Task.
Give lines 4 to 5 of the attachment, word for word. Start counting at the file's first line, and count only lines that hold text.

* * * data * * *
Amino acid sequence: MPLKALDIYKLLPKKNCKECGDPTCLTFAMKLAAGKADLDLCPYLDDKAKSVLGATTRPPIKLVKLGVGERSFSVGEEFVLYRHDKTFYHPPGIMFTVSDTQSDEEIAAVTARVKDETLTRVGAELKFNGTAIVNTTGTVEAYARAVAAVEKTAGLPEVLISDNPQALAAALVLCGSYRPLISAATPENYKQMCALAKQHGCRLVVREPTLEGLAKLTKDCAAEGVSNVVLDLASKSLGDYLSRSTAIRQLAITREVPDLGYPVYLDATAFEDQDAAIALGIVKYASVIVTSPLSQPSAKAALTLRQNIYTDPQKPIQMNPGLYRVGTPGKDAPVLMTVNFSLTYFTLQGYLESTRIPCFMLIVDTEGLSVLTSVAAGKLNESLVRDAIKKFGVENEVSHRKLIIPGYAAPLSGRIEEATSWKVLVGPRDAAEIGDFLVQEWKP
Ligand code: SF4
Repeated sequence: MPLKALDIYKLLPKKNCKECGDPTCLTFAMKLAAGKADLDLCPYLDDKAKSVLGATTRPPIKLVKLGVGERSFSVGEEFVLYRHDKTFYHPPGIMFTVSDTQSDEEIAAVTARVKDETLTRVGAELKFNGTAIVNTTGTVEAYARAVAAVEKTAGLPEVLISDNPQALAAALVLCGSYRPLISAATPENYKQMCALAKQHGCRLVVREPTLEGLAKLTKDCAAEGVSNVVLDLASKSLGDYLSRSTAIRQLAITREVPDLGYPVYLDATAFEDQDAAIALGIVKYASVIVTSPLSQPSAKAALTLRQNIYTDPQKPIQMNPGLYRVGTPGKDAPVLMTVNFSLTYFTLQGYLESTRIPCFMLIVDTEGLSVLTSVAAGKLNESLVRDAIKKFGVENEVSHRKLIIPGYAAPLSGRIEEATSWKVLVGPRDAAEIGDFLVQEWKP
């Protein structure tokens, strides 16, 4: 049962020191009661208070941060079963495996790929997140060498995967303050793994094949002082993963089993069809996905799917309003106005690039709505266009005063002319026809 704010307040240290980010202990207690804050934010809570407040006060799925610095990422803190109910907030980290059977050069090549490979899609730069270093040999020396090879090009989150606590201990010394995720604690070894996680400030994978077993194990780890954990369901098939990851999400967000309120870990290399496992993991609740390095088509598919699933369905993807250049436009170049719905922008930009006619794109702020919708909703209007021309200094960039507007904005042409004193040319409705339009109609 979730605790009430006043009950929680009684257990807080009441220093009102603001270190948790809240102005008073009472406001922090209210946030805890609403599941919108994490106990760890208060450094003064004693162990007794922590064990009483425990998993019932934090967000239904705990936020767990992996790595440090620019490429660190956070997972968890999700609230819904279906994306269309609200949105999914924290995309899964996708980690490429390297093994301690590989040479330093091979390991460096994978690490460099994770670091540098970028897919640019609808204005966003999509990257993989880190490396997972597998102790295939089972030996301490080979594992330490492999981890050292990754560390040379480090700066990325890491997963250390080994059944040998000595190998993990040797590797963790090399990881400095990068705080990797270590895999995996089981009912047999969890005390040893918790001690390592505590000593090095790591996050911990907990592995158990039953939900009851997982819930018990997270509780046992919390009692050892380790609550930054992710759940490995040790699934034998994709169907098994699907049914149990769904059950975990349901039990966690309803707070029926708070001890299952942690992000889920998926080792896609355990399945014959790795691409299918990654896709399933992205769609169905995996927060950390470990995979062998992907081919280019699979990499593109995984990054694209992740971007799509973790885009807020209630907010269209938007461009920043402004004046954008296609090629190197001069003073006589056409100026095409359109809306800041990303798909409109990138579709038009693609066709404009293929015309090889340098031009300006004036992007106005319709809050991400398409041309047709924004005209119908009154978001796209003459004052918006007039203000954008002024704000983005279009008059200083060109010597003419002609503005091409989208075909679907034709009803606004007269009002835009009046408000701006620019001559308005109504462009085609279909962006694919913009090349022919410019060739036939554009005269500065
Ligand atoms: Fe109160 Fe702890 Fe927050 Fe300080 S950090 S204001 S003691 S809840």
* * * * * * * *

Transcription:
């Protein structure tokens, strides 16, 4: 049962020191009661208070941060079963495996790929997140060498995967303050793994094949002082993963089993069809996905799917309003106005690039709505266009005063002319026809 704010307040240290980010202990207690804050934010809570407040006060799925610095990422803190109910907030980290059977050069090549490979899609730069270093040999020396090879090009989150606590201990010394995720604690070894996680400030994978077993194990780890954990369901098939990851999400967000309120870990290399496992993991609740390095088509598919699933369905993807250049436009170049719905922008930009006619794109702020919708909703209007021309200094960039507007904005042409004193040319409705339009109609 979730605790009430006043009950929680009684257990807080009441220093009102603001270190948790809240102005008073009472406001922090209210946030805890609403599941919108994490106990760890208060450094003064004693162990007794922590064990009483425990998993019932934090967000239904705990936020767990992996790595440090620019490429660190956070997972968890999700609230819904279906994306269309609200949105999914924290995309899964996708980690490429390297093994301690590989040479330093091979390991460096994978690490460099994770670091540098970028897919640019609808204005966003999509990257993989880190490396997972597998102790295939089972030996301490080979594992330490492999981890050292990754560390040379480090700066990325890491997963250390080994059944040998000595190998993990040797590797963790090399990881400095990068705080990797270590895999995996089981009912047999969890005390040893918790001690390592505590000593090095790591996050911990907990592995158990039953939900009851997982819930018990997270509780046992919390009692050892380790609550930054992710759940490995040790699934034998994709169907098994699907049914149990769904059950975990349901039990966690309803707070029926708070001890299952942690992000889920998926080792896609355990399945014959790795691409299918990654896709399933992205769609169905995996927060950390470990995979062998992907081919280019699979990499593109995984990054694209992740971007799509973790885009807020209630907010269209938007461009920043402004004046954008296609090629190197001069003073006589056409100026095409359109809306800041990303798909409109990138579709038009693609066709404009293929015309090889340098031009300006004036992007106005319709809050991400398409041309047709924004005209119908009154978001796209003459004052918006007039203000954008002024704000983005279009008059200083060109010597003419002609503005091409989208075909679907034709009803606004007269009002835009009046408000701006620019001559308005109504462009085609279909962006694919913009090349022919410019060739036939554009005269500065
Ligand atoms: Fe109160 Fe702890 Fe927050 Fe300080 S950090 S204001 S003691 S809840």